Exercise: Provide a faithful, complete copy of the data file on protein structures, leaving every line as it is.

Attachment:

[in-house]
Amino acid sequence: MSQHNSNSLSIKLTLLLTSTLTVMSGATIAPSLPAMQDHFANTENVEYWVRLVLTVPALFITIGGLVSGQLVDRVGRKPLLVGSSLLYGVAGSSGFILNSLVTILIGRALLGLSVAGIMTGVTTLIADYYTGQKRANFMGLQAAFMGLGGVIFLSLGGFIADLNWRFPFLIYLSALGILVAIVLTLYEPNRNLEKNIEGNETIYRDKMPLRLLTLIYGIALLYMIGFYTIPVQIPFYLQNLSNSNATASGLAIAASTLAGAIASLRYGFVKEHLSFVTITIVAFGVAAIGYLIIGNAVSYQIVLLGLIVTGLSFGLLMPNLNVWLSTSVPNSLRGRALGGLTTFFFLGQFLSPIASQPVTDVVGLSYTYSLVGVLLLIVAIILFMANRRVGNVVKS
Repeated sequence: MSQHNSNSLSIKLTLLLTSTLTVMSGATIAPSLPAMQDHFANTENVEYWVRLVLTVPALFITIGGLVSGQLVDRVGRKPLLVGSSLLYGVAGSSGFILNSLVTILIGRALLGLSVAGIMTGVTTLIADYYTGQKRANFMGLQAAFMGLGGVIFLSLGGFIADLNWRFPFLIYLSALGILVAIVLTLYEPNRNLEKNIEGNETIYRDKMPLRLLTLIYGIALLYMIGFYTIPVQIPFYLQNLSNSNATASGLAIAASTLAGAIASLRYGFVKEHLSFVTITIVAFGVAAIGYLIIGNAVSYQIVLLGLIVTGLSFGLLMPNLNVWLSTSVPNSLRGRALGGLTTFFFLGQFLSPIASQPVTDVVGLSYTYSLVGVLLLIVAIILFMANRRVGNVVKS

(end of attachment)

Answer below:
[in-house]
Amino acid sequence: MSQHNSNSLSIKLTLLLTSTLTVMSGATIAPSLPAMQDHFANTENVEYWVRLVLTVPALFITIGGLVSGQLVDRVGRKPLLVGSSLLYGVAGSSGFILNSLVTILIGRALLGLSVAGIMTGVTTLIADYYTGQKRANFMGLQAAFMGLGGVIFLSLGGFIADLNWRFPFLIYLSALGILVAIVLTLYEPNRNLEKNIEGNETIYRDKMPLRLLTLIYGIALLYMIGFYTIPVQIPFYLQNLSNSNATASGLAIAASTLAGAIASLRYGFVKEHLSFVTITIVAFGVAAIGYLIIGNAVSYQIVLLGLIVTGLSFGLLMPNLNVWLSTSVPNSLRGRALGGLTTFFFLGQFLSPIASQPVTDVVGLSYTYSLVGVLLLIVAIILFMANRRVGNVVKS
Repeated sequence: MSQHNSNSLSIKLTLLLTSTLTVMSGATIAPSLPAMQDHFANTENVEYWVRLVLTVPALFITIGGLVSGQLVDRVGRKPLLVGSSLLYGVAGSSGFILNSLVTILIGRALLGLSVAGIMTGVTTLIADYYTGQKRANFMGLQAAFMGLGGVIFLSLGGFIADLNWRFPFLIYLSALGILVAIVLTLYEPNRNLEKNIEGNETIYRDKMPLRLLTLIYGIALLYMIGFYTIPVQIPFYLQNLSNSNATASGLAIAASTLAGAIASLRYGFVKEHLSFVTITIVAFGVAAIGYLIIGNAVSYQIVLLGLIVTGLSFGLLMPNLNVWLSTSVPNSLRGRALGGLTTFFFLGQFLSPIASQPVTDVVGLSYTYSLVGVLLLIVAIILFMANRRVGNVVKS